By Saara Mohammed
I interviewed a physician about the thoughts I’ve been putting out on the blog about palliative care, end of life care, and the role of health professionals in that area of health care. The interview cleared up a lot of my confusion, but also clarified a lot of claims I feel I made (maybe prematurely) in past posts. The part one of the interview follows:
Disclaimer: The responses are a single internal medicine physician’s experience and views. This interview has been condensed and edited.
- So if you were to sum up a social worker’s role in end of life care, what would it be? (I started the interview talking about social workers)
- To be honest, they’re usually not really involved in end of life care. That’s mainly doctors and nurses or visiting doctors and nurses that work in hospice. The social worker mainly sets up hospice if the patient is dying and has been in a nursing home or the family doesn’t want to take the patient back home. They arrange for nursing homes to take the patient on for hospice care.
- Can you think of any times where there has been conflict between those involved and the decisions being made?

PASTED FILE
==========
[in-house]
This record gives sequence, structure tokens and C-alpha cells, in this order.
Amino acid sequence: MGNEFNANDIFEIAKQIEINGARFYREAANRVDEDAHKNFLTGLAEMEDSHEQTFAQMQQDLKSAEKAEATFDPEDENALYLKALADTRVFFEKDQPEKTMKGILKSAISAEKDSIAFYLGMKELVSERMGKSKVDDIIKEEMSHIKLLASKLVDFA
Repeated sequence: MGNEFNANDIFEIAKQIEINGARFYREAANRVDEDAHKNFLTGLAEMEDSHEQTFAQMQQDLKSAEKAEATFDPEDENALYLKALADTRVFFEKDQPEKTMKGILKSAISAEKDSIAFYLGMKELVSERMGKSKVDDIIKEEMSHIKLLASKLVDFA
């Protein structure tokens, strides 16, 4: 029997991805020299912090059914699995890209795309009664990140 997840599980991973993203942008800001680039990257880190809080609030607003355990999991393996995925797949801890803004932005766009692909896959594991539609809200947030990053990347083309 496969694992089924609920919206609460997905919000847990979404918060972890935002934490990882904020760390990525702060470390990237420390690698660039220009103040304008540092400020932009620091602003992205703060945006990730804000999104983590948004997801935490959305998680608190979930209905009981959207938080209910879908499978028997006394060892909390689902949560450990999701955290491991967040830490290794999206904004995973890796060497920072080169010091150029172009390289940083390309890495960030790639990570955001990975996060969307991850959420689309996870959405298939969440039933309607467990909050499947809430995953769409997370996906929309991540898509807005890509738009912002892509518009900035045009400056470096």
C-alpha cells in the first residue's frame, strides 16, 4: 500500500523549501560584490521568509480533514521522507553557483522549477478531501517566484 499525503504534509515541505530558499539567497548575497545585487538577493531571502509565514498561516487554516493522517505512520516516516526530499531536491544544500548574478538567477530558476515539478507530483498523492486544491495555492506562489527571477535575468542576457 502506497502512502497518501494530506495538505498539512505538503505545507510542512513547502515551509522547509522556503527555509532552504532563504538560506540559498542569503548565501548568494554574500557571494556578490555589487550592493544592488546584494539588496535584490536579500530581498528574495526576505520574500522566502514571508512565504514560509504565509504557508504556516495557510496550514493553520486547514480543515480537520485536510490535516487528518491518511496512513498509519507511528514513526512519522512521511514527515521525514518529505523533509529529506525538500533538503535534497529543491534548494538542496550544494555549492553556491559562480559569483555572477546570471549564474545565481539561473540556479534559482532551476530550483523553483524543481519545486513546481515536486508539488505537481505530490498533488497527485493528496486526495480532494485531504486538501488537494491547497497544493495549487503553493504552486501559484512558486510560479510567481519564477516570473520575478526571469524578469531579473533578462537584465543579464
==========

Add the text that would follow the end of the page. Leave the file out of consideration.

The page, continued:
- Sometimes conflicts arise when family members have to make decisions about keeping the patient comfortable. If the patient doesn’t have a will or power of attorney, they have legally documented statements on what to do if something happens to them. Sometimes the children or family have other ideas, and then there’s a conflict over how to treat the patient, and continue to make the patient comfortable. There is also the option of appointing a person to make decisions in case the patient can’t make decisions. If the patient is very sick and the family doesn’t know what to do, or if there are too many family members involved who don’t know what to do, a social worker is called in.
This is just part one, and I already felt that a lot of my perceptions of the actual problem I thought was at the root of lacking end of life care, had changed. Part two discusses the interaction between social workers and physicians, and how the decision is made to transition a patient to a hospice care.
WELCOME, UMICH SCIENTISTAS!
SORT BY TAG
The Network for Pre-Professional Women in Science and Engineering
The Scientista Foundation is a registered 501(c)(3) -- Donate!